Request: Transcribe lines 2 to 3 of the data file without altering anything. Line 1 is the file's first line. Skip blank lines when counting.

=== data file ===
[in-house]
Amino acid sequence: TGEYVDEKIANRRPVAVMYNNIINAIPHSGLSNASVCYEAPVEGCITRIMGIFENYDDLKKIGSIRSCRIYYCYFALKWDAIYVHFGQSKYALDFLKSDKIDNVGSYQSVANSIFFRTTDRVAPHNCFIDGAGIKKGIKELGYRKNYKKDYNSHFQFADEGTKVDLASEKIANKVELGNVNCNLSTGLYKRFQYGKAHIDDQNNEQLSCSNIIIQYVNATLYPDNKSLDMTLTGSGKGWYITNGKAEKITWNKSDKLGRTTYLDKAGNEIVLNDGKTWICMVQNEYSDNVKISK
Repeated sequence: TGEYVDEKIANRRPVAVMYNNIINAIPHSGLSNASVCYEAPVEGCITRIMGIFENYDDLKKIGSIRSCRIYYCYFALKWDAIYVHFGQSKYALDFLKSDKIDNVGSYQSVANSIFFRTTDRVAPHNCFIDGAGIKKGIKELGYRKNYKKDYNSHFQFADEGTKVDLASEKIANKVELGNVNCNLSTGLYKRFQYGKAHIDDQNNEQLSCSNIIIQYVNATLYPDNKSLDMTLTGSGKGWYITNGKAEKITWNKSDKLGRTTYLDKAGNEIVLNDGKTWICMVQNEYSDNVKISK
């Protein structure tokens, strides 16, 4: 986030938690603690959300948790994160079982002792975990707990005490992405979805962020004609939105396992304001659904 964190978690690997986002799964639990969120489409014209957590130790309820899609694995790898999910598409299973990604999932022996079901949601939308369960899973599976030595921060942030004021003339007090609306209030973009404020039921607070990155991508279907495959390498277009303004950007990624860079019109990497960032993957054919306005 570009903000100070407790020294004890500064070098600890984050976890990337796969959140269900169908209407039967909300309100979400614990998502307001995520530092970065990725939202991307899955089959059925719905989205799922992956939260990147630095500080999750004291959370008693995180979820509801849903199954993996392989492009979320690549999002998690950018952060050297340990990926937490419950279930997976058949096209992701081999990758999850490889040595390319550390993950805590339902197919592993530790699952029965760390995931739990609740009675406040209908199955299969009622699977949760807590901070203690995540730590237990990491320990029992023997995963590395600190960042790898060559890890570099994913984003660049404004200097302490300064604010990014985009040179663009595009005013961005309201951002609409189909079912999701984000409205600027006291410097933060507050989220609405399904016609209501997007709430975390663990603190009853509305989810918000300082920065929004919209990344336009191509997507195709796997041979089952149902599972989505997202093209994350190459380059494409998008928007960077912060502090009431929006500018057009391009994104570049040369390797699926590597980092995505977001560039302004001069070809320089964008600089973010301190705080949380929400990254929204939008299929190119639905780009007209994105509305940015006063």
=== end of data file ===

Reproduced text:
Amino acid sequence: TGEYVDEKIANRRPVAVMYNNIINAIPHSGLSNASVCYEAPVEGCITRIMGIFENYDDLKKIGSIRSCRIYYCYFALKWDAIYVHFGQSKYALDFLKSDKIDNVGSYQSVANSIFFRTTDRVAPHNCFIDGAGIKKGIKELGYRKNYKKDYNSHFQFADEGTKVDLASEKIANKVELGNVNCNLSTGLYKRFQYGKAHIDDQNNEQLSCSNIIIQYVNATLYPDNKSLDMTLTGSGKGWYITNGKAEKITWNKSDKLGRTTYLDKAGNEIVLNDGKTWICMVQNEYSDNVKISK
Repeated sequence: TGEYVDEKIANRRPVAVMYNNIINAIPHSGLSNASVCYEAPVEGCITRIMGIFENYDDLKKIGSIRSCRIYYCYFALKWDAIYVHFGQSKYALDFLKSDKIDNVGSYQSVANSIFFRTTDRVAPHNCFIDGAGIKKGIKELGYRKNYKKDYNSHFQFADEGTKVDLASEKIANKVELGNVNCNLSTGLYKRFQYGKAHIDDQNNEQLSCSNIIIQYVNATLYPDNKSLDMTLTGSGKGWYITNGKAEKITWNKSDKLGRTTYLDKAGNEIVLNDGKTWICMVQNEYSDNVKISK